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teynon last won the day on March 3 2013

teynon had the most liked content!

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About teynon

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  1. It appears you have switched to Laravel. That framework should take care of a lot of security vulnerabilities automatically for you as long as you don't circumvent their procedures. You can of course make your own security vulnerabilities with code, so you should still be mindful of that. I would argue that #5 and #6 of Master Coder's points are arguably not necessary to change. CDN's are pretty widely used and you are using some reasonably trustworthy sites. The one I might move into your domain specifically is bootstrap.min.js, although it's not a big deal either way. The point of #6 is to prevent other users from logging into their account while using that users computer. While this may be a security vulnerability, it is also a choice by the user. You should not be overriding the users preferences unless you have a very good reason to do so. If you were protecting sensitive information such as credit cards, bank account information, SSN's, etc, then maybe consider preventing that, but even in that case, this is a user preference and you are counteracting features built into a browser. That's just my 2 cents there. This link (http://stackoverflow.com/questions/2530/how-do-you-disable-browser-autocomplete-on-web-form-field-input-tag) has some useful information on stopping autocomplete. Although you'll notice that Firefox partially ignores the rules of the autocomplete="off" tag and asks the user if they want to autofill. With that, I will say you should make your own custom 500 page and put your Laravel installation into production mode / prevent error messages outputting to the user. Your 404 page could use some navigation back to the homepage as well.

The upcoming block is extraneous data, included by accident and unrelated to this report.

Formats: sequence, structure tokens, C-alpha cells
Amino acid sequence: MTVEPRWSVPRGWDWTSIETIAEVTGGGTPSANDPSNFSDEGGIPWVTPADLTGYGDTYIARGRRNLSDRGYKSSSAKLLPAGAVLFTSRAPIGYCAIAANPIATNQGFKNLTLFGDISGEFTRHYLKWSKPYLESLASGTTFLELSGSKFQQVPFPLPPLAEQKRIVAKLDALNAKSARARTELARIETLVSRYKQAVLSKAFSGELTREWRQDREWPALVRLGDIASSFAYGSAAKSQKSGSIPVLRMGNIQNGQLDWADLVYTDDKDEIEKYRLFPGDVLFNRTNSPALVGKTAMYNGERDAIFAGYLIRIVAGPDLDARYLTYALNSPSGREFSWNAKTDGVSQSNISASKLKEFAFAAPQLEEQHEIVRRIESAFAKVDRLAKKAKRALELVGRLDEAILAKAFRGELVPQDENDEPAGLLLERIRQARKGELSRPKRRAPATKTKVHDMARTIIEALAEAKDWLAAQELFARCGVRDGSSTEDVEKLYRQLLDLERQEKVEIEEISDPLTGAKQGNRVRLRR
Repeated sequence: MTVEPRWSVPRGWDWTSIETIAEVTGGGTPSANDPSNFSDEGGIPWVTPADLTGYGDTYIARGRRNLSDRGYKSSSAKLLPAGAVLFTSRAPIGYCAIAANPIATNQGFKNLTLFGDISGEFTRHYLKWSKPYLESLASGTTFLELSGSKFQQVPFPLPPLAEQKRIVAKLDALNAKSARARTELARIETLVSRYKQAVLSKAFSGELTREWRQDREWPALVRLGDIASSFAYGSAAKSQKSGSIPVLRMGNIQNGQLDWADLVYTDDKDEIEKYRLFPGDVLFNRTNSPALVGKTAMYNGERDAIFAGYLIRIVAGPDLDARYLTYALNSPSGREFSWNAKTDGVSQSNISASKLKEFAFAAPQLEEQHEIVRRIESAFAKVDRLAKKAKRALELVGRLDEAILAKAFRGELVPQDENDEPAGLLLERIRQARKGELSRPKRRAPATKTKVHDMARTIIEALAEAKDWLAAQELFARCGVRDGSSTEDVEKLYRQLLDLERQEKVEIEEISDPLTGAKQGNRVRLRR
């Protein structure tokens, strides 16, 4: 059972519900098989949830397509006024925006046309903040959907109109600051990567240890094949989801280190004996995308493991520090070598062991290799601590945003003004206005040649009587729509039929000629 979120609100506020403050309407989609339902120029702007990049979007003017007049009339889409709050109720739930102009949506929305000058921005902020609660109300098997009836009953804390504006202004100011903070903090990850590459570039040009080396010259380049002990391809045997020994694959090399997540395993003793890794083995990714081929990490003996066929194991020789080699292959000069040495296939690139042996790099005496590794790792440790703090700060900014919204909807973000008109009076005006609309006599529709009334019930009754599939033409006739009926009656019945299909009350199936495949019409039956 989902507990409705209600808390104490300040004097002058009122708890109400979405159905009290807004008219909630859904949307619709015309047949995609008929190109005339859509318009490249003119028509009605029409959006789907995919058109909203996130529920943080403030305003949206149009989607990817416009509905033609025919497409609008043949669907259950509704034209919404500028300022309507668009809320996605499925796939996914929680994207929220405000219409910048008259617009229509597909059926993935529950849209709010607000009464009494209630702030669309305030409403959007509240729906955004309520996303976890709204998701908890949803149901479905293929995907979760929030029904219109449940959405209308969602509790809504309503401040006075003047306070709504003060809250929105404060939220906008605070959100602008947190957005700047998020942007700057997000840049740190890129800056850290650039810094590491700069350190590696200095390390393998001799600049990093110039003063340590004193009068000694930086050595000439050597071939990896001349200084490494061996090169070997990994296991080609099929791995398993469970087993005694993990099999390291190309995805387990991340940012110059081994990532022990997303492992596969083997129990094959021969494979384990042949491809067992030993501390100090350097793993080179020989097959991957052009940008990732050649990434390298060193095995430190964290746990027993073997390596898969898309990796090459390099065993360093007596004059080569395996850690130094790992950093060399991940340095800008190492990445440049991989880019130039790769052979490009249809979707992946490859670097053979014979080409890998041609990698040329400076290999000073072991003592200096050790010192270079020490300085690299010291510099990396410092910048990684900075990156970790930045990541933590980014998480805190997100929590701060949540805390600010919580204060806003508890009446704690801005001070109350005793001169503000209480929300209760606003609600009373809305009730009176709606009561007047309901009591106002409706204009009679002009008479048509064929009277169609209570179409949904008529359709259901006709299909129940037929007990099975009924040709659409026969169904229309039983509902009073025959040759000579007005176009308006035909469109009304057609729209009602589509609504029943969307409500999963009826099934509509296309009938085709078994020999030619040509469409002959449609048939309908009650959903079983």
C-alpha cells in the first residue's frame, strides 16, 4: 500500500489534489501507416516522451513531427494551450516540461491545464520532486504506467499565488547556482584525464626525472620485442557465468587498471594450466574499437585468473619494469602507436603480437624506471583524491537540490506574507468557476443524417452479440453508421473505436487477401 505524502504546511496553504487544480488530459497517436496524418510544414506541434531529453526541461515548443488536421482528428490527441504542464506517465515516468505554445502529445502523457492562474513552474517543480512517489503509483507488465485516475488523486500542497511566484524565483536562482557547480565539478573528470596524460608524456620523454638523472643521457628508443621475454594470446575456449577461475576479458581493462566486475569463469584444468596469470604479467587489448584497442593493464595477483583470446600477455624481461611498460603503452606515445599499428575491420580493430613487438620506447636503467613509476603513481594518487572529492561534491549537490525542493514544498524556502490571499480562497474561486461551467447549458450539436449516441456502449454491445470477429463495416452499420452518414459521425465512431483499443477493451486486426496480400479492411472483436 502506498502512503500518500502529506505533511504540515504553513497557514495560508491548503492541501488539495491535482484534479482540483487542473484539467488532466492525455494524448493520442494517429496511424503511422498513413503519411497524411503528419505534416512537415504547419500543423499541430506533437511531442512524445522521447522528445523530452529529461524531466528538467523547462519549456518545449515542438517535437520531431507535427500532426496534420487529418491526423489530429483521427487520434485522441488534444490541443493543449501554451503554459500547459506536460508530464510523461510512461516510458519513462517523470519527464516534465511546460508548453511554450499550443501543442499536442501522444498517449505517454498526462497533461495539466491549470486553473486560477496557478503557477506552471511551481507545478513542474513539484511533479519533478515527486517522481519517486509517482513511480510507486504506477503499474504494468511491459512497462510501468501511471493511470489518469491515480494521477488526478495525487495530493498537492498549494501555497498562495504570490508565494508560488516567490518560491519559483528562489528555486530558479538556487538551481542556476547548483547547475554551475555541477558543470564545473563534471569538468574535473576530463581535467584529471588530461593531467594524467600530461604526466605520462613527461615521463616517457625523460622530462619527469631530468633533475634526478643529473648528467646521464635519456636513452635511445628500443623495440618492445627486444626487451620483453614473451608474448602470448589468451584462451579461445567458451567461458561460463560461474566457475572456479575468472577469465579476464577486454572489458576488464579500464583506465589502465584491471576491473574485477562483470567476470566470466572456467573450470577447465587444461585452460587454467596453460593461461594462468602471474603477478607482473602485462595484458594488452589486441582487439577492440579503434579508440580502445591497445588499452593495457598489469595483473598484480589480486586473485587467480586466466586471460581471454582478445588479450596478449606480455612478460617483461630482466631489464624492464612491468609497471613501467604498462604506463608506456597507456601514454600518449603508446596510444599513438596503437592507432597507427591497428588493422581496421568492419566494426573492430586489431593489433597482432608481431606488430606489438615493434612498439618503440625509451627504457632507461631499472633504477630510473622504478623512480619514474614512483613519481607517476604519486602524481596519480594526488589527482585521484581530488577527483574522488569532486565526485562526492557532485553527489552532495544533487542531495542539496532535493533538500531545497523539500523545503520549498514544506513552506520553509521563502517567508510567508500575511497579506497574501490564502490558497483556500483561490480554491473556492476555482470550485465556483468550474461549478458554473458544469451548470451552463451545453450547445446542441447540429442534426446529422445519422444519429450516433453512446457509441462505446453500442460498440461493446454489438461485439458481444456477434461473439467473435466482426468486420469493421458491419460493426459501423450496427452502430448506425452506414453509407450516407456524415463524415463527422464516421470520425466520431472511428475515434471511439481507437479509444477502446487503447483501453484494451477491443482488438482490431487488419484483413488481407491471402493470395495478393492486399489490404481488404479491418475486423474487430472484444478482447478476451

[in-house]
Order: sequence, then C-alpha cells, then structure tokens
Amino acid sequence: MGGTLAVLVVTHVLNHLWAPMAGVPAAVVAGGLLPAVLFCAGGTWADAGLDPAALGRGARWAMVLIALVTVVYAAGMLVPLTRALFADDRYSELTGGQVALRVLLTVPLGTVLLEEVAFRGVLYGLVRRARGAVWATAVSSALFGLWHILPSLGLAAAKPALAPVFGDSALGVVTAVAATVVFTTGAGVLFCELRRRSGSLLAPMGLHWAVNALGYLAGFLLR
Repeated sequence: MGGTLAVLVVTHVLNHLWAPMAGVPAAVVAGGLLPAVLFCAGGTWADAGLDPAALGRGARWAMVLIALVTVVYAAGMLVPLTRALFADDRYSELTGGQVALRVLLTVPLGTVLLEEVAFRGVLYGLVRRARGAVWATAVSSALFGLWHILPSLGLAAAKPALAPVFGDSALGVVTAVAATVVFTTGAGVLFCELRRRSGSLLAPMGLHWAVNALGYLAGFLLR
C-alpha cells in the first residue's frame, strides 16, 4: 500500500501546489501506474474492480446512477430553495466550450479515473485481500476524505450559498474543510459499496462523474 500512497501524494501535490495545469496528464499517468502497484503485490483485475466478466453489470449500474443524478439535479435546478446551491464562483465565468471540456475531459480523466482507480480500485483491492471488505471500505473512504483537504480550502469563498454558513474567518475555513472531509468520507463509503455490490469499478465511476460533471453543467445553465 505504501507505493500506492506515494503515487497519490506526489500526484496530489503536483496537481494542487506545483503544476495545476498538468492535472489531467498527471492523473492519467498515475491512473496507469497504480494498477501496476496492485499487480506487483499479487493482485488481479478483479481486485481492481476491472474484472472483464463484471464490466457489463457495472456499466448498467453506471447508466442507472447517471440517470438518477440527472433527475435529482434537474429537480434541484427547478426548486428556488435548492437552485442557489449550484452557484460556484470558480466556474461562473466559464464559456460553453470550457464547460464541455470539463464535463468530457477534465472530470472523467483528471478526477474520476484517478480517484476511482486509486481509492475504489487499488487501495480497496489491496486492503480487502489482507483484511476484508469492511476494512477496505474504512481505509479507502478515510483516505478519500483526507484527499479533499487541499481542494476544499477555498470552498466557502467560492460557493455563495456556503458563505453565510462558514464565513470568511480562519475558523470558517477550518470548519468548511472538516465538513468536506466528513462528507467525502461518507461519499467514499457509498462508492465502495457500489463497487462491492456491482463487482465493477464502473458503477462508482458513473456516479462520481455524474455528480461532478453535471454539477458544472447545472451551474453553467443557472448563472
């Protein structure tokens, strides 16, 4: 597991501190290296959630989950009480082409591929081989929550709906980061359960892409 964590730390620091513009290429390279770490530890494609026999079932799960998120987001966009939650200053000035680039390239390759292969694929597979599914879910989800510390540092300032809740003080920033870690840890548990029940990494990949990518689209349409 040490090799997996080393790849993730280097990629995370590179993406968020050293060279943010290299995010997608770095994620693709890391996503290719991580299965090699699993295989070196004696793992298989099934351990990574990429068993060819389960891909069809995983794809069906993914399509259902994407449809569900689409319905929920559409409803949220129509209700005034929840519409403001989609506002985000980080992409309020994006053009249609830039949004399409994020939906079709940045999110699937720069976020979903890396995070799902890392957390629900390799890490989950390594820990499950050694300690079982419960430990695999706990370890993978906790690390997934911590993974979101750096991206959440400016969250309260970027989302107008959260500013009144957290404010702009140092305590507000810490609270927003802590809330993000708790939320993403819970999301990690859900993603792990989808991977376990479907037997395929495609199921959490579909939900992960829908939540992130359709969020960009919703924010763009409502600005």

2. You should consider using prepared statements. It's easy to tell your database is vulnerable to sql injection by trying to sign in with a username or password of something like test' OR 1 = 1;
  3. I would mess with some of the string encodings. I've done this in C#, but not in PHP. Perhaps http://php.net/manual/en/function.utf8-encode.php.
  4. Destramic, To further discuss this topic as requinix has stated, the reason you want to use prepared statements is that you prevent sql injection because the values being entered are not parsed. That is to say that if you had an SQL query like this: INSERT INTO myTable ({$myValue1}, 'monkeys') You have to worry about the quotes. You have to apply those functions because if you don't it's pretty easy for a user to attack your database. Now it's been about a year since I've done any PHP, but if I remember correctly, a user can send a certain character code that will turn into a quote and get around the stripslashes, etc. (I may be wrong or it may have been patched, I'm not sure.) Regardless, if you were to use a prepared statement, you don't have to worry about quotes at all. So for example: INSERT INTO myTable (?, 'monkeys') You can then call the query by passing the value. This sends the initial query to the database and then in a separate request, sends the parameters. So instead of parsing the values, it can simply insert them directly.
  5. I've been maintaining my old site http://www.tomsfreelance.com even though it's kind of just a business card at this point. So I decided to implement some javascript stuff I had been working on for other reasons. So far it seems to I have some work to do in Firefox, but I think it's working pretty well otherwise. This is a bit of an oddball of a site and just about 99% javascript. Feedback is much appreciated!
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